Merry Green discusses the necessity of Black Women’s Expo Atlanta

Black Women’s Expo founder Merry Green  (Photo provided)

The Black Women’s Expo, already a staple in Chicago for all things related to Black women, beauty, business, community and entertainment, is making its return to Atlanta’s Georgia International Convention Center Sept. 14-15.

Rolling out reached out to BWe founder Merry Green to get the skinny on BWe’s beginnings, what Atlantans can expect from the conference, and common needs for Black women collectively throughout the country.

What is the origin of the expo, and what do you want Black women to take away from it?

We just celebrated a major milestone with the Black Women’s Expo in Chicago this past April, with this being our 25th anniversary. I approached the general manager of V-103 Chicago a little more than 25 years ago with the idea to produce an event that would specifically target the majority of our listening audience — Black women — and would focus on connecting Black women throughout the city from all ages and socio-economic backgrounds.

You’ve added Atlanta as another BWe destination. What can Atlantans expect?

Atlantans can expect a production that attracts thousands of Black women annually to McCormick Place (in Chicago), i.e., networking and an opportunity to make invaluable connections with Black women, engaging and educational seminars on topics that matter to us, opportunities for Black-owned businesses to display their products and services to this important consumer, musical entertainment from local and national artists, fashion shows, beauty demonstrations – all with an Atlanta twist.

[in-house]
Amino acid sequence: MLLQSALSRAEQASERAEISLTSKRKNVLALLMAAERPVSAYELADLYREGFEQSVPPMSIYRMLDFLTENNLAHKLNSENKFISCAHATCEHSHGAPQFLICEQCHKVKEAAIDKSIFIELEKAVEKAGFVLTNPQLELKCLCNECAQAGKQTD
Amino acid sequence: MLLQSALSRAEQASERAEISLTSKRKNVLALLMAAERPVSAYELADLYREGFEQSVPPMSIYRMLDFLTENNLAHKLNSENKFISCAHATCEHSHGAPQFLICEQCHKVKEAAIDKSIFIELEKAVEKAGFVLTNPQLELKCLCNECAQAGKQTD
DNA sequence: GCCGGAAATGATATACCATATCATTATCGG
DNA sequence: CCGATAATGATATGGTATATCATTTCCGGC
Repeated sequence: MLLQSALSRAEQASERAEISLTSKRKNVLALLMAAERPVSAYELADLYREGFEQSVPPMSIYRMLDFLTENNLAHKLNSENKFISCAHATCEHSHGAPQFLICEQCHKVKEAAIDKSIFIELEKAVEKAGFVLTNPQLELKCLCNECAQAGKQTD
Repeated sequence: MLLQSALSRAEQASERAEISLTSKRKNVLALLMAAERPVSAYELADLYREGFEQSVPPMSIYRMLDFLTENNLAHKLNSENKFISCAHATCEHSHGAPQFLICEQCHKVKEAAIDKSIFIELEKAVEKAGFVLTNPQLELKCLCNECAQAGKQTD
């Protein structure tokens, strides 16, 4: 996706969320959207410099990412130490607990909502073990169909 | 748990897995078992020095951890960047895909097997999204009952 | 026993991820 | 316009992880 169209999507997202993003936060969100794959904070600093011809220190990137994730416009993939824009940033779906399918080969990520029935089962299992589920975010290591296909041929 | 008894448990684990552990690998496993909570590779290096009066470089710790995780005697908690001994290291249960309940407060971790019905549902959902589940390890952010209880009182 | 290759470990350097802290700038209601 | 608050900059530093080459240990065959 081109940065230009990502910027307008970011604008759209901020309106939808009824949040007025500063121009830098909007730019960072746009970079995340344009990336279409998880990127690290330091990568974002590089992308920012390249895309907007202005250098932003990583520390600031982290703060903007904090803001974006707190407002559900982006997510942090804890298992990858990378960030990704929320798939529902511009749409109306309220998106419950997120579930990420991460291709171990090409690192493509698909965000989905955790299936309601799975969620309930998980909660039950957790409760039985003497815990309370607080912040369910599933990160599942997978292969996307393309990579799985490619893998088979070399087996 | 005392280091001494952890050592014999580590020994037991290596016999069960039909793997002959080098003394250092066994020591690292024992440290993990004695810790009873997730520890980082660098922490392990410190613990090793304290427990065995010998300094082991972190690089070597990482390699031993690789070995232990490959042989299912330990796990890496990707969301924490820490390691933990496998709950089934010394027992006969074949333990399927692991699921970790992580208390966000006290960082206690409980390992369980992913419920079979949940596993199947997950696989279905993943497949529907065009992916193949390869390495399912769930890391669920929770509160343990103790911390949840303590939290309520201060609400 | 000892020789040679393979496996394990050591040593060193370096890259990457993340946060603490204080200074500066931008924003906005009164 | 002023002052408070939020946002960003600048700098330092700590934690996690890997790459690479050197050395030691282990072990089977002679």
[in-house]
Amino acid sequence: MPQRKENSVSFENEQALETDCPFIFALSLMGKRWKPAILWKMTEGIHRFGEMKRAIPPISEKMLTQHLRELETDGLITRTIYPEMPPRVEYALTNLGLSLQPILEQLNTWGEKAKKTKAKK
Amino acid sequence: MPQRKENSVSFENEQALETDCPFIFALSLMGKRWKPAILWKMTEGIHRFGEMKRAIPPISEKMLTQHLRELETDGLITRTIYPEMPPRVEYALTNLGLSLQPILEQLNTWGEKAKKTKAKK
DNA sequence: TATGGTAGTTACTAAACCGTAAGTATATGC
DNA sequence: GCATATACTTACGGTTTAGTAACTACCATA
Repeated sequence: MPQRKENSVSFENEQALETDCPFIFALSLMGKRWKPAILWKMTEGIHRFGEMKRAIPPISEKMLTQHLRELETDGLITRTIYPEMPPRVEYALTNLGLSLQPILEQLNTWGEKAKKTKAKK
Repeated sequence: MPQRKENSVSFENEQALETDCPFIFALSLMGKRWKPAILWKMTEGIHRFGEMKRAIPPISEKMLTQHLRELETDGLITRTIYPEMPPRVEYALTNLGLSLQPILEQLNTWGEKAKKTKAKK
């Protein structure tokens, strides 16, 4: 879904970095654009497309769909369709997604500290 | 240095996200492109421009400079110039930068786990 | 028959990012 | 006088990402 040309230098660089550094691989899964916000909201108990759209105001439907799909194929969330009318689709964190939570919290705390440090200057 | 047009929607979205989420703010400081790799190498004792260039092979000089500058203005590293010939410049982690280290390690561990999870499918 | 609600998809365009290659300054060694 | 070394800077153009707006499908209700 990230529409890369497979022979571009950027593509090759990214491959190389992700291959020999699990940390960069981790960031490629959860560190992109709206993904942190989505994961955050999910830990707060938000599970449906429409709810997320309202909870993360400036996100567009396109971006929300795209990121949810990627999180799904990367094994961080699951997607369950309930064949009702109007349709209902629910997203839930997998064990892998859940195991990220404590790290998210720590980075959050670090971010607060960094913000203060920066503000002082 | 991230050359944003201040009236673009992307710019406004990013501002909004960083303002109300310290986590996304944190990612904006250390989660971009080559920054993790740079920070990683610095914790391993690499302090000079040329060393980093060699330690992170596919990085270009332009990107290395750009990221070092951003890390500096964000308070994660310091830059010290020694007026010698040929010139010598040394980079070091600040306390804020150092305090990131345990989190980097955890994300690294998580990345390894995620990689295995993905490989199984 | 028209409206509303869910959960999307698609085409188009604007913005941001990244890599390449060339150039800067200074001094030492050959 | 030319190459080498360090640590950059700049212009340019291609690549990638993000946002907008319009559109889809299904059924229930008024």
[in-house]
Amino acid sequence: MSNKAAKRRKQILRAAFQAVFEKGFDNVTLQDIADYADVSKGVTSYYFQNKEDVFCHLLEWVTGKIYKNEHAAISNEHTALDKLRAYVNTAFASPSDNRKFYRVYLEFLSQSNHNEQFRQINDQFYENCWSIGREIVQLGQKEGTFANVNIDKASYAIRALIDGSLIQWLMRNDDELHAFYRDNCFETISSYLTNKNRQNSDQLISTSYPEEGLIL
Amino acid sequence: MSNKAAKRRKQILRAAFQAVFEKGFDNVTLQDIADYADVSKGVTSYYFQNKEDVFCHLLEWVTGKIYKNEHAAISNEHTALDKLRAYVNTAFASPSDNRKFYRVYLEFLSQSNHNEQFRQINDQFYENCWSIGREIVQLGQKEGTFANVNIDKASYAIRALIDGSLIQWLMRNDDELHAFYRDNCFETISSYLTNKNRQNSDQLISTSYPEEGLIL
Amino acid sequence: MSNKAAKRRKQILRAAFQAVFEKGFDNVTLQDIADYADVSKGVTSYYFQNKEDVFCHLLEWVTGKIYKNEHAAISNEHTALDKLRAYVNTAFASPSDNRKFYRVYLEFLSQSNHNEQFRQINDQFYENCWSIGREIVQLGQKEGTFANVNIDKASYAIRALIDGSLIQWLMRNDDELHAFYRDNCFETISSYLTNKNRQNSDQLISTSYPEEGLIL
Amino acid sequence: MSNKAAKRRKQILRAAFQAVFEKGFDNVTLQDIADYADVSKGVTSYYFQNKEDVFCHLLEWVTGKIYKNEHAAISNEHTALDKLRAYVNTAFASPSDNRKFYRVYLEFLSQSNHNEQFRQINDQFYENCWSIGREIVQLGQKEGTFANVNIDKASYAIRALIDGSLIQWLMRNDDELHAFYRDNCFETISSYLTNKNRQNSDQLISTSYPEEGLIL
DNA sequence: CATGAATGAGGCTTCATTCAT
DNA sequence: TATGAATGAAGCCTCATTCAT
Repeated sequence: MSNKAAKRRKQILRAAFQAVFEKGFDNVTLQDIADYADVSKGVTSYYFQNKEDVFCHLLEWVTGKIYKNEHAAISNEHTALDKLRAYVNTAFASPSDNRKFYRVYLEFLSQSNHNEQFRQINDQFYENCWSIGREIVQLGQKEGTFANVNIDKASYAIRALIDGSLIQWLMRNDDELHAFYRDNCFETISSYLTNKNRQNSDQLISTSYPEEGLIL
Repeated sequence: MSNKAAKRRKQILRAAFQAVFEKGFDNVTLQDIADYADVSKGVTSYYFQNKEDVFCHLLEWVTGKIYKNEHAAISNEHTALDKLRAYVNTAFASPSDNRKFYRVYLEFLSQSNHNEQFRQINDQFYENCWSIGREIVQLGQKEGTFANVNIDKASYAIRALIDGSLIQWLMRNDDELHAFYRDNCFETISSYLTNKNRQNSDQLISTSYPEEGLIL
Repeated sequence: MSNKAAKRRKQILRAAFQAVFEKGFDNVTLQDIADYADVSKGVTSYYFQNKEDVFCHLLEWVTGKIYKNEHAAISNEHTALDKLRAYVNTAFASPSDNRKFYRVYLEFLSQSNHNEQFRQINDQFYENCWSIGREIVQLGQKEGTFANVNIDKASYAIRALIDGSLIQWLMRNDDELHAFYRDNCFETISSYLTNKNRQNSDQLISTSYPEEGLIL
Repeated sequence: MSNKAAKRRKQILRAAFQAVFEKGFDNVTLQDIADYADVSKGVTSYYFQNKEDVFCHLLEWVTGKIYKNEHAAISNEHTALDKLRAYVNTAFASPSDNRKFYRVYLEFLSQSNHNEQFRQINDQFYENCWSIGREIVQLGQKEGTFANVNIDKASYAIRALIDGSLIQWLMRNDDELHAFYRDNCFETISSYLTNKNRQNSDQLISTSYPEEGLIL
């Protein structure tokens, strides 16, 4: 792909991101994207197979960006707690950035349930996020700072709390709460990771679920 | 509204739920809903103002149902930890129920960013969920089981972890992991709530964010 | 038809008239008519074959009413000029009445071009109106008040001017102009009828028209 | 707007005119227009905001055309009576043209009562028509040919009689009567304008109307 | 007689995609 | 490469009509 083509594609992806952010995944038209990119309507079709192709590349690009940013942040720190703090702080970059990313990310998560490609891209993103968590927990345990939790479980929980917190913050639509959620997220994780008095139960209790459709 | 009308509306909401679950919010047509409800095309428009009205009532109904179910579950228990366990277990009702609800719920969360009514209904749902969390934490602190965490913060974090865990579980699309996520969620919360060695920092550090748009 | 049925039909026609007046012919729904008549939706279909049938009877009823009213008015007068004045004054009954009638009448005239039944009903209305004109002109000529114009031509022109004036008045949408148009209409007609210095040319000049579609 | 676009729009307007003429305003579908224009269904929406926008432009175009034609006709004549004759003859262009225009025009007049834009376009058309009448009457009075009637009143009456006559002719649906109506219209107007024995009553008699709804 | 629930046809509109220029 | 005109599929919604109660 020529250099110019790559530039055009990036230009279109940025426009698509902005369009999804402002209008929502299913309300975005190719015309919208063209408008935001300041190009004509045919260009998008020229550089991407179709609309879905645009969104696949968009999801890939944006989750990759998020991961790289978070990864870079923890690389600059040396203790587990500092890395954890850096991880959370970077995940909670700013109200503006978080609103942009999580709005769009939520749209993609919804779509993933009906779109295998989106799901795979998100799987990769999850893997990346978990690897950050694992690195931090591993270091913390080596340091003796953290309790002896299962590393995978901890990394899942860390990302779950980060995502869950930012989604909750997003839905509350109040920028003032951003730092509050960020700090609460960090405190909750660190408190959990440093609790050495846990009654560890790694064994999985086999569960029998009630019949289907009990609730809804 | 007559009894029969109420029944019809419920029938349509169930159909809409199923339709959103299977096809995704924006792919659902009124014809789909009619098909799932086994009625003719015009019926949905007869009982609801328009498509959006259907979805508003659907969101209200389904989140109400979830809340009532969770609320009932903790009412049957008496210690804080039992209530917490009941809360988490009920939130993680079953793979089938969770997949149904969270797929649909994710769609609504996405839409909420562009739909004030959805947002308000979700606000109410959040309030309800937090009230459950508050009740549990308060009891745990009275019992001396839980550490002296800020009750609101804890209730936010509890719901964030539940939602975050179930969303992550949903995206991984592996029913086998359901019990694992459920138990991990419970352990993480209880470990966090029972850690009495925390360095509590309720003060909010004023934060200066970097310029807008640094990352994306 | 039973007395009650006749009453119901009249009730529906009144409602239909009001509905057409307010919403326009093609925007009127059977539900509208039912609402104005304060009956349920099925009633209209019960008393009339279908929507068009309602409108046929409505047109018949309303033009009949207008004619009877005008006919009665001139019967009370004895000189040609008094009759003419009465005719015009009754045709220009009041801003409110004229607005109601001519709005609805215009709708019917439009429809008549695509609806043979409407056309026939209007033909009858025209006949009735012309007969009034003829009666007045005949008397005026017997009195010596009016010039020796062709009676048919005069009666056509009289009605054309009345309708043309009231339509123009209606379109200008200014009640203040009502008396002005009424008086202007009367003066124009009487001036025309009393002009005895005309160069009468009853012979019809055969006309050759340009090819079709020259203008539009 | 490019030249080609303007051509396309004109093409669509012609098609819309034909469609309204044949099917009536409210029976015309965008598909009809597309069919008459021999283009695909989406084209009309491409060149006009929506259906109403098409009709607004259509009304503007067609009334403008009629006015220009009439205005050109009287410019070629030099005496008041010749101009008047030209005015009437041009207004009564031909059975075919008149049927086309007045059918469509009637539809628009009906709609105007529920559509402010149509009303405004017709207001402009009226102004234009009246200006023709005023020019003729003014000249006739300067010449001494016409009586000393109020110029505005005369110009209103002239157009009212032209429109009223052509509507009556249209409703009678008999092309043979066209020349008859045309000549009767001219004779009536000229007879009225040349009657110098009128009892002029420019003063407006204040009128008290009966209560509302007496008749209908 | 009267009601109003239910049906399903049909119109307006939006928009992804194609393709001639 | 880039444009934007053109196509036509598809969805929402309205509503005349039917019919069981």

Have you seen attitudes toward Black women improve and their opportunities increase since you’ve been promoting BWe?

Yes, I can say that attitudes towards Black women are improving to a certain extent, but it is still a struggle and an uphill battle to get the opportunities that we deserve, … we still have to, in large part, make our own way. It’s important that we connect and collaborate with other Black women and entrepreneurs, support their businesses and build our brands.

BWe Atlanta is a little less than a month away. Can you share any details about special activations, participants or partnerships?

Our title sponsor is BETher, and they will be onsite to showcase their upcoming programming; V-103 is our exclusive radio partner; and rolling out is our exclusive magazine partner. We have created a digital relationship with the Atlanta Tribune Magazine and Atlanta Daily World; Novartis Pharmaceutical Co. will be onsite to share health information and to “Rock The Block” on Saturday featuring MC Lyte, … along with free health screenings and workshops featuring reality show influencers Toya Wright and “Married to Medicine’s” Dr. Simone.

In closing, if you could sum the Black Women’s Expo with a song, what would the theme song of BWe be?

When we first started 25 years ago, we did have what I guess we will call a theme song … and it was played during our ribbon-cutting ceremony on opening day. It was “I’m Every Woman” by Chaka Khan. Over the years, we have added a few more songs [and] they are, “U.N.I.T.Y.” by Queen Latifa and “Respect” by Aretha Franklin.

Terrance Pratt
Terrance Pratt

Brand Strategist and arts evangelist. Catch me on IG @tpratt111



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